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From Middle English impetuous, from Old French impetueux, from Late Latin impetuōsus (violent), from Latin impetus (attack, violence).


  • IPA(key): /imˈpɛt͡ʃuəs/
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impetuous (comparative more impetuous, superlative most impetuous)

  1. Making arbitrary decisions, especially in an impulsive and forceful manner.
    • 1880, John Weeks Moore, Complete Encyclopaedia of Music, "Beethoven, Louis Van":
      But it was natural, that the impetuous, restless young artist should incline more to excess of strength than of delicacy in his playing.
  2. Characterized by sudden violence or vehemence.
    • 1590, Edmund Spenser, “Book II, Canto IX”, in The Faerie Queene. [], London: [] [John Wolfe] for William Ponsonbie, →OCLC, stanza 14, page 311:
      For with ſuch puiſſance and impetuous maine / Thoſe Champions broke on them, that forſt the fly, / Like ſcattered Sheepe, whenas the Shepherds ſwaine / A Lyon and a Tigre doth eſpye, / With greedy pace forth ruſhing from the foreſt nye.
    • 1794, Ann Radcliffe, The Mysteries of Udolpho, vol. II, chapter I:
      He stands, and views in the faint rays
      Far, far below, the torrent's rising surge,
      And listens to the wild impetuous roar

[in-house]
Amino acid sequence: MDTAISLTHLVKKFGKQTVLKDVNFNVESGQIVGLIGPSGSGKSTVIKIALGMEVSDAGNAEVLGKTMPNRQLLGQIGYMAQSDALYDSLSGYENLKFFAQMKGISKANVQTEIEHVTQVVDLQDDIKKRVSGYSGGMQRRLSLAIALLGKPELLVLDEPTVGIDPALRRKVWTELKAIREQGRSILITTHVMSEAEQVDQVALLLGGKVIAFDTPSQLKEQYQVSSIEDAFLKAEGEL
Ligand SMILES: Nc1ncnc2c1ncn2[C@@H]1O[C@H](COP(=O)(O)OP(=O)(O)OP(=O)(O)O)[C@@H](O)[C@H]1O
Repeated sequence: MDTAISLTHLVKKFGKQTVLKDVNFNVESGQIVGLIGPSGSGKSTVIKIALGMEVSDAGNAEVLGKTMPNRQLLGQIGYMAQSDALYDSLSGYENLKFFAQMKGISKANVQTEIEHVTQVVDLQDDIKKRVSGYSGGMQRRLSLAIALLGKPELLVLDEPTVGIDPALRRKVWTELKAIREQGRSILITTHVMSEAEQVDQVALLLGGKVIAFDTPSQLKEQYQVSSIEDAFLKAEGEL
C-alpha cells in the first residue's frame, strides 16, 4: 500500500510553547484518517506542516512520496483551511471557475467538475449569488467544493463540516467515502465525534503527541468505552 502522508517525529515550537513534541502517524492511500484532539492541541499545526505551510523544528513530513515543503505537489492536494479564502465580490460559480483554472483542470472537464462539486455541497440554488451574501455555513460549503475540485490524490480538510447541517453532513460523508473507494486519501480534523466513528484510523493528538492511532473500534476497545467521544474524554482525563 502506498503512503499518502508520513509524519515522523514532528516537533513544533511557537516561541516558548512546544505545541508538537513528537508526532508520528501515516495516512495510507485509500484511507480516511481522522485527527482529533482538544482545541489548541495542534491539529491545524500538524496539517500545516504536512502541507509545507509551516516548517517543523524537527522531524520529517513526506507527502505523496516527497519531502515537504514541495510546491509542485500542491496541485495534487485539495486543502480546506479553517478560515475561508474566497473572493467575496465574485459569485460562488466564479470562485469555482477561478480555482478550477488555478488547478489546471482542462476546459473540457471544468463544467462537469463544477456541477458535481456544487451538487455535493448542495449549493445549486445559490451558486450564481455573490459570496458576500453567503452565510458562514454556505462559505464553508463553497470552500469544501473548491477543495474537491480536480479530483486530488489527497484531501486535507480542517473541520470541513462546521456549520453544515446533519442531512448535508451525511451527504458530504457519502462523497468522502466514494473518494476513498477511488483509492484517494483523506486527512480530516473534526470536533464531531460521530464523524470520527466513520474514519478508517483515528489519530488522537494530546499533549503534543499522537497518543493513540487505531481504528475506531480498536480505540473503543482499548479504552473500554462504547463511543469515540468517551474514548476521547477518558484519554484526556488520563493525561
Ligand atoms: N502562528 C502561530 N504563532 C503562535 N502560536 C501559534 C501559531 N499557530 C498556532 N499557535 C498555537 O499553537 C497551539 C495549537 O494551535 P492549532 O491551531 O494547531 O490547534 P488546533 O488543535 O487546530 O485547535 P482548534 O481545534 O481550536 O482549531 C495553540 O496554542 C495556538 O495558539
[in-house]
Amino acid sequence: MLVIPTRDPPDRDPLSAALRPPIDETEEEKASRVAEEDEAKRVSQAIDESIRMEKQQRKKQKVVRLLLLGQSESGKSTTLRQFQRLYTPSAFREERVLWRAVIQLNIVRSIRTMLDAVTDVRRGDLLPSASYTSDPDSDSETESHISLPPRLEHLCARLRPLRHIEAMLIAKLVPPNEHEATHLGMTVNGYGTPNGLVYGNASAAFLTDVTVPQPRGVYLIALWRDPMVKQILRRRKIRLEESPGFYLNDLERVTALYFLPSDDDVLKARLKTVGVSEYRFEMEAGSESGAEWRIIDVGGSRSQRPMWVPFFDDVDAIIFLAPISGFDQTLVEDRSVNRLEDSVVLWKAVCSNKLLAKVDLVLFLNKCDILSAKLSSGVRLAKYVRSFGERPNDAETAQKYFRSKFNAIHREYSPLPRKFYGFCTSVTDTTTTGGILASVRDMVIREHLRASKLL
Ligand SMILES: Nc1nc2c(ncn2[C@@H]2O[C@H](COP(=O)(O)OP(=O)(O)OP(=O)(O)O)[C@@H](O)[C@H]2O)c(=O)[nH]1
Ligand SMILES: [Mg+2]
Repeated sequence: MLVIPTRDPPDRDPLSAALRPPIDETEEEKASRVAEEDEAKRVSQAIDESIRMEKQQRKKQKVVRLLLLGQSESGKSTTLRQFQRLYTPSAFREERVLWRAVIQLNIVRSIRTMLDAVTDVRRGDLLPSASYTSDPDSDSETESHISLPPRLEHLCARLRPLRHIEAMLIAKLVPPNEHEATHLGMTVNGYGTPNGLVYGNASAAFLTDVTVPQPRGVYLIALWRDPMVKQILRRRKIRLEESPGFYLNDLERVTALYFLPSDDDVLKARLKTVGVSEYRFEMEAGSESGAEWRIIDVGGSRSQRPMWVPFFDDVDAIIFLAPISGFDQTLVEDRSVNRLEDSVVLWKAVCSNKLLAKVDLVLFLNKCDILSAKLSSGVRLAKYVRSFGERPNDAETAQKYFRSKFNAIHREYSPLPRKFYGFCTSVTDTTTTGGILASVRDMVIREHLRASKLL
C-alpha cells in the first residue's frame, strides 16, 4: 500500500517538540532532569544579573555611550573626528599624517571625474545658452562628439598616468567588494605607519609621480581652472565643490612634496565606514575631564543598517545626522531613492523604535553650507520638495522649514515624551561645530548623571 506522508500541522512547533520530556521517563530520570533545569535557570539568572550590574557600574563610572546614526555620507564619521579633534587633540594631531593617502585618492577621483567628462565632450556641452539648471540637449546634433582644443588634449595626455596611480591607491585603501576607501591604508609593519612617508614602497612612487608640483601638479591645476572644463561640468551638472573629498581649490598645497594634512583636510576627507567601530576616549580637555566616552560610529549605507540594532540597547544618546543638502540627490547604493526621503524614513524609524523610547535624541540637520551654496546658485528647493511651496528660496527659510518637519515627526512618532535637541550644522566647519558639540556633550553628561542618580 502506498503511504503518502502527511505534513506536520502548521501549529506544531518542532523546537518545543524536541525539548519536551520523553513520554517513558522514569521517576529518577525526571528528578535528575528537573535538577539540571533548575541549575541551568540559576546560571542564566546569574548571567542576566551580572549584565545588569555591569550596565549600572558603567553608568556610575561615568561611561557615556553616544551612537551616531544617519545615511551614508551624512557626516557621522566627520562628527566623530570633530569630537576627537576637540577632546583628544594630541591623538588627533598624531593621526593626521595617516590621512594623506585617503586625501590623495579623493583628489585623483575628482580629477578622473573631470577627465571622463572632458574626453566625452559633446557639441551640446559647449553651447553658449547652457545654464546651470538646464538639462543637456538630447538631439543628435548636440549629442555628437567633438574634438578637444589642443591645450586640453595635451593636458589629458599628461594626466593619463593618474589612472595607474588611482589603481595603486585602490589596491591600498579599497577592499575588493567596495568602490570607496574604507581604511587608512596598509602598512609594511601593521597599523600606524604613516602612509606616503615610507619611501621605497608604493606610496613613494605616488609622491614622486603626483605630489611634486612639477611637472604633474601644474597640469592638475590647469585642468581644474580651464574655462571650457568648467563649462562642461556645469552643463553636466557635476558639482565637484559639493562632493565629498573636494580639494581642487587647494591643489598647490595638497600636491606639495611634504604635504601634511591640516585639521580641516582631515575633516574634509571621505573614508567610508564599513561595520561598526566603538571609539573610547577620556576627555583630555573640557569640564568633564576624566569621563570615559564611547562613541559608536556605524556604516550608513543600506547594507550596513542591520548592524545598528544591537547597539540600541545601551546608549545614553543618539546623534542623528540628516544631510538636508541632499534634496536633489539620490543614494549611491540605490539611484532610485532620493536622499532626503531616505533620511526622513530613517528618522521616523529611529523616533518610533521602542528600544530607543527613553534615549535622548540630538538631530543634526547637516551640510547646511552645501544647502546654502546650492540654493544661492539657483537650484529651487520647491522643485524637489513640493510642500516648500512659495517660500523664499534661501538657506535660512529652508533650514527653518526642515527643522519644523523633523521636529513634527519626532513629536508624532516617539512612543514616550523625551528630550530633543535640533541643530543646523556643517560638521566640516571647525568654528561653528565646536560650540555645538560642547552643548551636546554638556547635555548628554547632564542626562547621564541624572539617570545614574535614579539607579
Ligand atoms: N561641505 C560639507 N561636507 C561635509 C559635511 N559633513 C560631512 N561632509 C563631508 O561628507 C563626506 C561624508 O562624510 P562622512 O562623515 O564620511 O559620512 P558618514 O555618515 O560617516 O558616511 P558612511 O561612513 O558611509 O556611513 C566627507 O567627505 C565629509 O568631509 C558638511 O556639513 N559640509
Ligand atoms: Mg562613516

• 1813, Jane Austen, chapter 4, in Pride and Prejudice, volume III:
      "Oh! where, where is my uncle?" cried Elizabeth, darting from her seat as she finished the letter, in eagerness to follow him, with-out losing a moment of the time so precious; but as she reached the door, it was opened by a servant, and Mr. Darcy appeared. Her pale face and impetuous manner made him start []
    • 1886, Peter Christen Asbjørnsen, H.L. Brækstad, transl., Folk and Fairy Tales, page 250:
      Having made a few vain attempts at engrossing my attention in my book, I was obliged to let myself be carried away by the impetuous torrent of the squire's eloquence.
    • 1917 rev. 1925, Ezra Pound, "Canto I"
      Unsheathed the narrow sword,
      I sat to keep off the impetuous impotent dead ...


Derived terms[edit]


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